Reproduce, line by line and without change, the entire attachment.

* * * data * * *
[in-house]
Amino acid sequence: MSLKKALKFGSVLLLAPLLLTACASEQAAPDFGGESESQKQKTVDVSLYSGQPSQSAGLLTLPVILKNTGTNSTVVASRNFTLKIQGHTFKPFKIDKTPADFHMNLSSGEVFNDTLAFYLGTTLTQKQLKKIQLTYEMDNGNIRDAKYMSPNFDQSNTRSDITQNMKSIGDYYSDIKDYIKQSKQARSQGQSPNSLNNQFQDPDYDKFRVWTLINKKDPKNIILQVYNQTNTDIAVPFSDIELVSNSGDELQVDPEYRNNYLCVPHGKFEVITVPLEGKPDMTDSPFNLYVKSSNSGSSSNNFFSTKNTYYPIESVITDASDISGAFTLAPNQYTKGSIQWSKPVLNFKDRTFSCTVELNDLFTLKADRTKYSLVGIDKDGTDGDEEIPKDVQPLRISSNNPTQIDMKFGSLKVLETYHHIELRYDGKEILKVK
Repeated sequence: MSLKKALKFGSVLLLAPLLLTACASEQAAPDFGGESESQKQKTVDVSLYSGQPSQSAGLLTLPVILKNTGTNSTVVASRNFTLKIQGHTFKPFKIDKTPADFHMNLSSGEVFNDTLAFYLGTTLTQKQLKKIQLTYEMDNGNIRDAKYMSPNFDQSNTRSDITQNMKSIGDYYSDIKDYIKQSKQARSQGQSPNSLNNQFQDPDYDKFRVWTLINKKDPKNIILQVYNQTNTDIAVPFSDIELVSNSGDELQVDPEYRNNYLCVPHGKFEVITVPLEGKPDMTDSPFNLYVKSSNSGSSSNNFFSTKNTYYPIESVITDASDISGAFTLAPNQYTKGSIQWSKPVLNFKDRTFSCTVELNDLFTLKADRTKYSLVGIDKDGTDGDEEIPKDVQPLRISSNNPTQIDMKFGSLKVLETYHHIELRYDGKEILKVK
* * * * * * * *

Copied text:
[in-house]
Amino acid sequence: MSLKKALKFGSVLLLAPLLLTACASEQAAPDFGGESESQKQKTVDVSLYSGQPSQSAGLLTLPVILKNTGTNSTVVASRNFTLKIQGHTFKPFKIDKTPADFHMNLSSGEVFNDTLAFYLGTTLTQKQLKKIQLTYEMDNGNIRDAKYMSPNFDQSNTRSDITQNMKSIGDYYSDIKDYIKQSKQARSQGQSPNSLNNQFQDPDYDKFRVWTLINKKDPKNIILQVYNQTNTDIAVPFSDIELVSNSGDELQVDPEYRNNYLCVPHGKFEVITVPLEGKPDMTDSPFNLYVKSSNSGSSSNNFFSTKNTYYPIESVITDASDISGAFTLAPNQYTKGSIQWSKPVLNFKDRTFSCTVELNDLFTLKADRTKYSLVGIDKDGTDGDEEIPKDVQPLRISSNNPTQIDMKFGSLKVLETYHHIELRYDGKEILKVK
Repeated sequence: MSLKKALKFGSVLLLAPLLLTACASEQAAPDFGGESESQKQKTVDVSLYSGQPSQSAGLLTLPVILKNTGTNSTVVASRNFTLKIQGHTFKPFKIDKTPADFHMNLSSGEVFNDTLAFYLGTTLTQKQLKKIQLTYEMDNGNIRDAKYMSPNFDQSNTRSDITQNMKSIGDYYSDIKDYIKQSKQARSQGQSPNSLNNQFQDPDYDKFRVWTLINKKDPKNIILQVYNQTNTDIAVPFSDIELVSNSGDELQVDPEYRNNYLCVPHGKFEVITVPLEGKPDMTDSPFNLYVKSSNSGSSSNNFFSTKNTYYPIESVITDASDISGAFTLAPNQYTKGSIQWSKPVLNFKDRTFSCTVELNDLFTLKADRTKYSLVGIDKDGTDGDEEIPKDVQPLRISSNNPTQIDMKFGSLKVLETYHHIELRYDGKEILKVK